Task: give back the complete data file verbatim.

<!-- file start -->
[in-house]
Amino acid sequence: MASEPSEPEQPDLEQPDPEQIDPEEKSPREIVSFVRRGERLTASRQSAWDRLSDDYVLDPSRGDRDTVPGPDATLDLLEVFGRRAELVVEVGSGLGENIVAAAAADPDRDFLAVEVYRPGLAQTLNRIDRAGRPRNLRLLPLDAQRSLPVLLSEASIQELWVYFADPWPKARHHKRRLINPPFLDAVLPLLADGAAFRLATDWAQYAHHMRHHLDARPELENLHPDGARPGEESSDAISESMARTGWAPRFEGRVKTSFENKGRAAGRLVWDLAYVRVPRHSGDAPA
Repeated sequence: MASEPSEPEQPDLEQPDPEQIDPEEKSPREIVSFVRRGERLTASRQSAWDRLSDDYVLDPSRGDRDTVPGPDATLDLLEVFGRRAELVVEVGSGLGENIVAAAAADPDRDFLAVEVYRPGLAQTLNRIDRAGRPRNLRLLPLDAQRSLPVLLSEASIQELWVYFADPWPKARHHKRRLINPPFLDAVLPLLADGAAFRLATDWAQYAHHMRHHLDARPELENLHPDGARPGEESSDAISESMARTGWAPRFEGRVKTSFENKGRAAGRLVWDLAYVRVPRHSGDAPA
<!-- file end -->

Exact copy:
[in-house]
Amino acid sequence: MASEPSEPEQPDLEQPDPEQIDPEEKSPREIVSFVRRGERLTASRQSAWDRLSDDYVLDPSRGDRDTVPGPDATLDLLEVFGRRAELVVEVGSGLGENIVAAAAADPDRDFLAVEVYRPGLAQTLNRIDRAGRPRNLRLLPLDAQRSLPVLLSEASIQELWVYFADPWPKARHHKRRLINPPFLDAVLPLLADGAAFRLATDWAQYAHHMRHHLDARPELENLHPDGARPGEESSDAISESMARTGWAPRFEGRVKTSFENKGRAAGRLVWDLAYVRVPRHSGDAPA
Repeated sequence: MASEPSEPEQPDLEQPDPEQIDPEEKSPREIVSFVRRGERLTASRQSAWDRLSDDYVLDPSRGDRDTVPGPDATLDLLEVFGRRAELVVEVGSGLGENIVAAAAADPDRDFLAVEVYRPGLAQTLNRIDRAGRPRNLRLLPLDAQRSLPVLLSEASIQELWVYFADPWPKARHHKRRLINPPFLDAVLPLLADGAAFRLATDWAQYAHHMRHHLDARPELENLHPDGARPGEESSDAISESMARTGWAPRFEGRVKTSFENKGRAAGRLVWDLAYVRVPRHSGDAPA